The Riverhead Water District's top irrigation customers, including this Route 58 shopping plaza, can consume nearly 85 million gallons to water lawns and landscaping each season. File photo: Denise Civiletti

Automatic irrigation systems in Suffolk County would be required to be equipped with smart controllers and water conservation devices if a local law proposed by Legislator Al Krupski is enacted.

The law would require new automatic irrigation systems to be equipped with a weather-based irrigation controller and at least one rain sensor or soil moisture device or an on-site weather station.

Existing automatic irrigation systems would be required to comply with the law when they are activated, repaired or maintained. The law would prohibit activation of existing systems unless they are equipped with a minimum of one rain sensor device, soil moisture device, or an onsite weather station.

If enacted, the law would apply to both commercial and residential irrigation systems as of Jan. 1.

Land used in agricultural operations, nurseries and garden centers, and golf course tees, greens and fairways.

First violations of the law would carry a fine of $1,000 each. Second and subsequent violations would be subject to a fine of up to $2,500.

Approximately 70% of the water pumped by the Suffolk County Water Authority is used for outdoor purposes like landscape irrigation, according to SCWA data, Krupski said. As much as 50% of the water pumped for irrigation is wasted by overwatering caused by inefficiencies in irrigation methods and systems, Krupski said.

“There is nothing as frustrating as seeing lawns being watered when it is raining, or seeing irrigation runoff flowing on to the street and down storm drains,” Krupski said. “That runoff takes with it toxic substances, lawn chemicals and bacteria from animal waste and is not be recharging our aquifer, but polluting surface waters,” he said. It also depletes water quantity, he said. SCWA reports some communities are experiencing water quantity issues already, according to Krupski.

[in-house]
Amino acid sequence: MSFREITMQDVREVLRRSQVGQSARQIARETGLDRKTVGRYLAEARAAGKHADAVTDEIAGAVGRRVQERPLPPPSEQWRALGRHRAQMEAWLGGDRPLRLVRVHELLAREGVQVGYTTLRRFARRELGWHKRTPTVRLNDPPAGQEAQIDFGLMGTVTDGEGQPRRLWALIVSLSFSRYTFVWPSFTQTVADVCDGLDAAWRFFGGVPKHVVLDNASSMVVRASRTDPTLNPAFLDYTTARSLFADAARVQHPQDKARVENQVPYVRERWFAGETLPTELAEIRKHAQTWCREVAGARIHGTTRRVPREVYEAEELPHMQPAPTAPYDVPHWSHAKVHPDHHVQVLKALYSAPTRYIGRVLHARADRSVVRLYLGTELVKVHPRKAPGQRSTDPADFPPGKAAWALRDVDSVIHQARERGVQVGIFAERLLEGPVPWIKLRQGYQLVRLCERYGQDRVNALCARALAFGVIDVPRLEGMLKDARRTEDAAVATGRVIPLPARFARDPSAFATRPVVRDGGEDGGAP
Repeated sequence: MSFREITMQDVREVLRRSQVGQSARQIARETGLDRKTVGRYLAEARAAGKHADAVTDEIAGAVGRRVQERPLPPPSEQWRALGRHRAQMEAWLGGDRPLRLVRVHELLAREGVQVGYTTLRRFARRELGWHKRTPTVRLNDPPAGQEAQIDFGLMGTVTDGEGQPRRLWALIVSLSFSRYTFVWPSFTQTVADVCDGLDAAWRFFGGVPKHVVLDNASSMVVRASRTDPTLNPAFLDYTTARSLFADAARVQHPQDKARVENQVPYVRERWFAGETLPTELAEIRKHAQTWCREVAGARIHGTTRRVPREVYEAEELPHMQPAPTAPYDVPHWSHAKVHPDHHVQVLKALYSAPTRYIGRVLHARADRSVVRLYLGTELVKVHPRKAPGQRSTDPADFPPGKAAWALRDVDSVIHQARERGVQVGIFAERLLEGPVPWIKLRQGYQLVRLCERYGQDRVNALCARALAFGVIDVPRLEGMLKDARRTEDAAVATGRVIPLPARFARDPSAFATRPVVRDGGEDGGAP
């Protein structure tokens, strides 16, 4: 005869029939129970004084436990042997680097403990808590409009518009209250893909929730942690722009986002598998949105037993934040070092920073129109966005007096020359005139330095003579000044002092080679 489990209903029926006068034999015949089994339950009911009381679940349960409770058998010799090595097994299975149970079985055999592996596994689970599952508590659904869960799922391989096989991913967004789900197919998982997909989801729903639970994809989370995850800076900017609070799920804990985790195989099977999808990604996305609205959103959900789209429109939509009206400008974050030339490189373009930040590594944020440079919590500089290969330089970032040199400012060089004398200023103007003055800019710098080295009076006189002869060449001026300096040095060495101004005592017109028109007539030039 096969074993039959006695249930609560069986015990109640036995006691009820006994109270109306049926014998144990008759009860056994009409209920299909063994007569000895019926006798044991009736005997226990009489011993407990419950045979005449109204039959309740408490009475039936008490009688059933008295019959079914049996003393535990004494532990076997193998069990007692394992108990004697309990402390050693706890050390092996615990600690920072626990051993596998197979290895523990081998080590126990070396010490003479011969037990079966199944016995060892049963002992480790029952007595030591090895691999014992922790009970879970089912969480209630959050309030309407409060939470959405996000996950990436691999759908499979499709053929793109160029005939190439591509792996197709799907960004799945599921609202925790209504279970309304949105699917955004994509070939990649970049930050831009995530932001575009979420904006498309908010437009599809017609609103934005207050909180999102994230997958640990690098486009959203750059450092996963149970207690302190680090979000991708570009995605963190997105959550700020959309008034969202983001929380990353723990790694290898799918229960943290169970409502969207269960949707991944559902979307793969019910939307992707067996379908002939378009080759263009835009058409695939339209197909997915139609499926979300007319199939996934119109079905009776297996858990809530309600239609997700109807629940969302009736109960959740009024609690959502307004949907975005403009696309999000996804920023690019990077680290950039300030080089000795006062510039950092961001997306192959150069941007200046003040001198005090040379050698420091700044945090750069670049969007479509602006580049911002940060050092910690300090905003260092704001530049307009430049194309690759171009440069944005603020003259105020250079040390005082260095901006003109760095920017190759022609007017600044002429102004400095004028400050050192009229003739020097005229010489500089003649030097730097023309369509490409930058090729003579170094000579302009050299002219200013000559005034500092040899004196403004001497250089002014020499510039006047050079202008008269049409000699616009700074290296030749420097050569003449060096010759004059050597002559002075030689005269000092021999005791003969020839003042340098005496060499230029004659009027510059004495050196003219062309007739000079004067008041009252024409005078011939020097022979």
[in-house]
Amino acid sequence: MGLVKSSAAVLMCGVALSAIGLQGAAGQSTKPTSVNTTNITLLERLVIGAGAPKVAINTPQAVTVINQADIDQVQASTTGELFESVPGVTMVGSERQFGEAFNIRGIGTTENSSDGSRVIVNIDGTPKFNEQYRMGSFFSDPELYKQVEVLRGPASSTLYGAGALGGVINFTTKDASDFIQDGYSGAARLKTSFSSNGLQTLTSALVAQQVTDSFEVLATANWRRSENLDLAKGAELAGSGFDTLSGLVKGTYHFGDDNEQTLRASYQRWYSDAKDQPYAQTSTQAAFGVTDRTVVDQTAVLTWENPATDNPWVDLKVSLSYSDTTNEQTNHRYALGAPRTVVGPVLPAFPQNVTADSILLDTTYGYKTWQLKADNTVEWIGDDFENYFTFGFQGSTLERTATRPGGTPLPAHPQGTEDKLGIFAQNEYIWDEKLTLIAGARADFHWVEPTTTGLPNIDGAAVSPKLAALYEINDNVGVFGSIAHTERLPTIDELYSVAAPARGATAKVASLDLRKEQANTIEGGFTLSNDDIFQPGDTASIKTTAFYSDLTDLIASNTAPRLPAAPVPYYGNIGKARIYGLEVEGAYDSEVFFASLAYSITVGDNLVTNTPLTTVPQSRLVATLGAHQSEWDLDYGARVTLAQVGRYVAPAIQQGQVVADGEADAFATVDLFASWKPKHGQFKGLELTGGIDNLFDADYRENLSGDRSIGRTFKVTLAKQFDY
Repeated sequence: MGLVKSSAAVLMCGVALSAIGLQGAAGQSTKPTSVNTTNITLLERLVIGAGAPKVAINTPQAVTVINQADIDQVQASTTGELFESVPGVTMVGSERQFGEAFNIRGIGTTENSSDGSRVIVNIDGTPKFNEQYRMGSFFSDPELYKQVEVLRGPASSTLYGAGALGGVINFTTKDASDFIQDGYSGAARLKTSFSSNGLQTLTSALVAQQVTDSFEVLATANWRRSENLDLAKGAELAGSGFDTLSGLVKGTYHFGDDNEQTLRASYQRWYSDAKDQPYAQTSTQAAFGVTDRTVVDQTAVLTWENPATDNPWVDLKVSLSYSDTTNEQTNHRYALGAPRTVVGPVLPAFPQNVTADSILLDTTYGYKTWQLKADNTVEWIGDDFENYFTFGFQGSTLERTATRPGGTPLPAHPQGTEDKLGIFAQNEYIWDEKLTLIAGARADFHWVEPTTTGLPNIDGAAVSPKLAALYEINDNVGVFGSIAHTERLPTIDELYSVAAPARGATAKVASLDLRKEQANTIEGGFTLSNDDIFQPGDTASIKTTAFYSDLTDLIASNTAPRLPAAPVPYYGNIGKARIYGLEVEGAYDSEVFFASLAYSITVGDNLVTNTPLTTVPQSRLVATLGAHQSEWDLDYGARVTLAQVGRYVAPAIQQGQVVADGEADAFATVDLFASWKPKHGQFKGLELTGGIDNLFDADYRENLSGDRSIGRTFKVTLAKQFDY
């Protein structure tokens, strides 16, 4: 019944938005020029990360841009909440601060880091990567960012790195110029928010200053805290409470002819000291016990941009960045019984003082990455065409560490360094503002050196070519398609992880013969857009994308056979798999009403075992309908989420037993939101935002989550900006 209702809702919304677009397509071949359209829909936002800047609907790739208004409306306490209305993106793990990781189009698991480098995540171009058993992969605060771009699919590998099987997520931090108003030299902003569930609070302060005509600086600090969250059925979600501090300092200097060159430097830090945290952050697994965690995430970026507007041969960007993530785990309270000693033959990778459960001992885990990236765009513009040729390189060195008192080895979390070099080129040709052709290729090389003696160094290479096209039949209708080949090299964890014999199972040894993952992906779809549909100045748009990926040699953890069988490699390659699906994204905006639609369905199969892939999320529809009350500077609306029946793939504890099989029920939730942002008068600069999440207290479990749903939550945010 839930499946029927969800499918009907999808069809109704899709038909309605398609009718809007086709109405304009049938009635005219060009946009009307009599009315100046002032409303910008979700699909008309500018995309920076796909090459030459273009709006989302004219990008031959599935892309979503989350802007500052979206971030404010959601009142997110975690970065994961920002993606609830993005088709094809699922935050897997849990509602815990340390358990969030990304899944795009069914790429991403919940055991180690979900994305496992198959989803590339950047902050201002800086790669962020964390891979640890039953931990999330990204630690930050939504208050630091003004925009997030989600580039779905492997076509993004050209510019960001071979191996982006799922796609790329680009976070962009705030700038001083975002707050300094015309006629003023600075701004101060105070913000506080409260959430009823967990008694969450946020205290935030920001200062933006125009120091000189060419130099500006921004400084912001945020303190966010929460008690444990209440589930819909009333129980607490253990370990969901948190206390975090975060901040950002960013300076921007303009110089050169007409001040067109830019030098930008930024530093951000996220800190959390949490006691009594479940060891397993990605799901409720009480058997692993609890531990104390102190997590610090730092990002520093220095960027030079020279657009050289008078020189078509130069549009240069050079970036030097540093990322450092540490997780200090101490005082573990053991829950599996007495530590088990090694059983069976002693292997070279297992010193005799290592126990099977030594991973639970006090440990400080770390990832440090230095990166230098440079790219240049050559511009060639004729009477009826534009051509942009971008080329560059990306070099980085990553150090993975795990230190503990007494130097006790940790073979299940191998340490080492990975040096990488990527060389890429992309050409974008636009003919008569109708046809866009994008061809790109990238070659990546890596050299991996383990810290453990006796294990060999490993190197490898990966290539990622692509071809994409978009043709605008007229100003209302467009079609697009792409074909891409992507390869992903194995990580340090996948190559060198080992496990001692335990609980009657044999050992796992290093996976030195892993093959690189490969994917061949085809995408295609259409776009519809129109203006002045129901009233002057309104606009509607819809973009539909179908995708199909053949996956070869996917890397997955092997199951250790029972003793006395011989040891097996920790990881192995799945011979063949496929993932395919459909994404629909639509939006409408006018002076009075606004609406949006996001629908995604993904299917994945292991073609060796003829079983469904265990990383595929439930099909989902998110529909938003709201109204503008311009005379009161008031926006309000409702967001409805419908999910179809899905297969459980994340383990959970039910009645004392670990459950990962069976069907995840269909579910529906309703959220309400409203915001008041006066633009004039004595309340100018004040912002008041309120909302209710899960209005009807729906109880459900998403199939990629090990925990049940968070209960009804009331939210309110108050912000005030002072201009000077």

Krupski said he consulted with SCWA, municipal water suppliers, and the Irrigation Association of New York when drafting the legislation, and has had broad support for the proposed law.

The legislation is “the next logical step in ensuring we have abundant supply,” SCWA Chairman Charles Lefkowitz said in a press release issued by Krupski yesterday.

Smart controllers are an effective way to decrease the amount of water people use to irrigate their lawns and make it even easier to follow the odd/even lawn watering schedule, Lefkowitz said.

A public hearing on the proposed legislation will take place on Wednesday, Sept. 6 at 6:30 p.m. at the Suffolk County Legislature in Smithtown. Those interested in addressing the legislature may do so in person or in writing by email to or by U.S. mail to the Clerk’s Office, Suffolk County Legislature, P.O. Box 6100, Hauppauge, NY 11788. Audio testimony will also be accepted via phone at 631-853-3685; callers may leave a three-minute message.

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